Linux, Utility

How To: Manage Windows Server 2016 with Ansible

This is the “quick and dirty way” of configuring Windows Server 2016 and Ansible to work together. By no means you should apply this sort of configuration in production due to the security risks of having credentials being sent via plain text over the network. For a lab though it’s perfect! Let’s begin.

I also assume/recommend that the How To: Install Ansible on Red Hat Enterprise Linux 7 (RHEL 7) guide has been followed in preparation for the below instructions.

Step  0 – Confirm you have Ansible installed and working

0.0 To do so we execute “ansible –version

[asecor@labansc]$ ansible --version
  config file = /etc/ansible/ansible.cfg
  configured module search path = Default w/o overrides

Step 1 – Prepare our directory structure

1.1 In my case I used my /home/asecor location:

[asecor@labansc ~]$ pwd

1.2 And created a project directory in there and CD into it:

mkdir nokians
cd anstest

Step 2 – Create our config & inventory files

2.1 We’ll first create our inventory.yml file which will contain all of our Windows Servers

nano inventory.yml

2.2 Contents of the inventory.yml should look like this:


2.3 We make our variables folder & child file which will contain configs/settings for our systems defined in the previously created inventory.yml

mkdir group_vars
nano group_vars/windows.yml

2.4 Contents of windows.yml should look like this:

ansible_user: administrator # A local user account on Windows environments 
ansible_password: Password1 # The password for the Windows user
ansible_port: 5985
ansible_connection: winrm
ansible_winrm_server_cert_validation: ignore

2.5 The final project folder structure & contents within “nokians” should look something like this:

[asecor@labansc]$ tree
├── group_vars
│   └── windows.yml
├── inventory.yml

2.6 Now if we are to try and connect to our Windows Server 2016 environment it will not work – should we try and execute a ping

[asecor@labansc nokians]$ ansible windows -i inventory.yml -m win_ping | UNREACHABLE! => {
    "changed": false,
    "msg": "plaintext: the specified credentials were rejected by the server",
    "unreachable": true

Let’s fix this in the next step.

Step 3 – Configuring Windows Server 2016 for Ansible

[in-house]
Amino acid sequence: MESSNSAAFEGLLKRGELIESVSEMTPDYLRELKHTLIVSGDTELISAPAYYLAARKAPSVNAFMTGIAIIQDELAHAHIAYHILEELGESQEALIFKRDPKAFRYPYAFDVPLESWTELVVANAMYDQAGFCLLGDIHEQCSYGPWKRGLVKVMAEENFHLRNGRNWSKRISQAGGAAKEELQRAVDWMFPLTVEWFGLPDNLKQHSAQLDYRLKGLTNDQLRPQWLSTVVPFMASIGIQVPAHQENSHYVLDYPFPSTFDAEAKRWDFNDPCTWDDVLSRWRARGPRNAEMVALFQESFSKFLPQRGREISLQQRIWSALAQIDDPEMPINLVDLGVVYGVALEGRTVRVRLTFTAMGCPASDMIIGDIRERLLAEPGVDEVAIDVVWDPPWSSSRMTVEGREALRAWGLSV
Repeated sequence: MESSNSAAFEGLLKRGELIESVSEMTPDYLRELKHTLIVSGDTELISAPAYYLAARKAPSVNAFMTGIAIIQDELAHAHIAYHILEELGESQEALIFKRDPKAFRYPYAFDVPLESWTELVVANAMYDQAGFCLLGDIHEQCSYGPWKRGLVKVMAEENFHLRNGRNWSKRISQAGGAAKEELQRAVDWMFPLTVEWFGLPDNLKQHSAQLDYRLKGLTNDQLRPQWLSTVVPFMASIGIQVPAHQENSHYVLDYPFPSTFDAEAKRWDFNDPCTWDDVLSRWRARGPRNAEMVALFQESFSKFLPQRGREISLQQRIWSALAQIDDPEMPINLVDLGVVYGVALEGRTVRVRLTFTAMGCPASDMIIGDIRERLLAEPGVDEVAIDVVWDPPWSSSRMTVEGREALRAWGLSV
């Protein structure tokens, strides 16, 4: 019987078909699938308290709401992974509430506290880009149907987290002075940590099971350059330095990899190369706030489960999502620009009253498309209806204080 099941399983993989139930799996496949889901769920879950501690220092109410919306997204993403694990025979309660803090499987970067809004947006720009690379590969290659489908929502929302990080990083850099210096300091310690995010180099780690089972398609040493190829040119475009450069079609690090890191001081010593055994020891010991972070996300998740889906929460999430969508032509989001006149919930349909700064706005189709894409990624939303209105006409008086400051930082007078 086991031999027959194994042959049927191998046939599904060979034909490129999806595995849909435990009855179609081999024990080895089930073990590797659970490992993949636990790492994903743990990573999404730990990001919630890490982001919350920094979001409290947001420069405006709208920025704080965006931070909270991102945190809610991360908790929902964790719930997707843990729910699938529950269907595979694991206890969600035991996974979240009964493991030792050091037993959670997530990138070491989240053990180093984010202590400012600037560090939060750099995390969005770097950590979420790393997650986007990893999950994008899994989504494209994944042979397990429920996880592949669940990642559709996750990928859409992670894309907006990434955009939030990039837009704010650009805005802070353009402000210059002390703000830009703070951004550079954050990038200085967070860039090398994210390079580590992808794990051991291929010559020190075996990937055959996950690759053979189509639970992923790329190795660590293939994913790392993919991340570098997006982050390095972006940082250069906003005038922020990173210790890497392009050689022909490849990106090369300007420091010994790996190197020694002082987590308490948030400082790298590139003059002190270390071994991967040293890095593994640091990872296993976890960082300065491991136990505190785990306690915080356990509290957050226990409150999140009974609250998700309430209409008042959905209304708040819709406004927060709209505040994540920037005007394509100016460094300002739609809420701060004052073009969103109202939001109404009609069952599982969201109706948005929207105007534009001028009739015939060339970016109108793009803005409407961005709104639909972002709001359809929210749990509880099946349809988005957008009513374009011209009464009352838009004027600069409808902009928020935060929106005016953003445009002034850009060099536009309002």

3.1 We need to set the WinRM authentication to Basic:

C:\Windows\system32>winrm set winrm/config/service/auth @{Basic="true"}
    Basic = true
    Kerberos = true
    Negotiate = true
    Certificate = false
    CredSSP = false
    CbtHardeningLevel = Relaxed

3.2 We also need to allow encrypted traffic via WinRM:

C:\Windows\system32>winrm set winrm/config/service @{AllowUnencrypted="true"}
    MaxConcurrentOperations = 4294967295
    MaxConcurrentOperationsPerUser = 1500
    EnumerationTimeoutms = 240000
    MaxConnections = 300
    MaxPacketRetrievalTimeSeconds = 120
    AllowUnencrypted = true
        Basic = true
        Kerberos = true
        Negotiate = true
        Certificate = false
        CredSSP = false
        CbtHardeningLevel = Relaxed
        HTTP = 5985
        HTTPS = 5986
    IPv4Filter = *
    IPv6Filter = *
    EnableCompatibilityHttpListener = false
    EnableCompatibilityHttpsListener = false
    AllowRemoteAccess = true

Then when we execute the ping module we should see the following results:

[asecor@labansc nokians]$ ansible windows -i inventory.yml -m win_ping | SUCCESS => {
    "changed": false,
    "ping": "pong"

7 Comments to “How To: Manage Windows Server 2016 with Ansible”

  1. Travis


    I was following a Pluralsight course on Ansible with Windows and doing a similar tutorial. That tutorial left out the necessary steps to configure the windows end to allow unencrypted authentication attempts. Very helpful!

  2. Venkatesh M

    Thanks for the article I have tried same approach as mentioned in the post but still I am facing same issue.
    ansible output
    Using module file /usr/lib/python2.7/site-packages/ansible/modules/windows/win_ping.ps1
    “changed”: false,
    “msg”: “plaintext: the specified credentials were rejected by the server”,
    “unreachable”: true

    I have cross checked all configurations in winrm all looks good for me.


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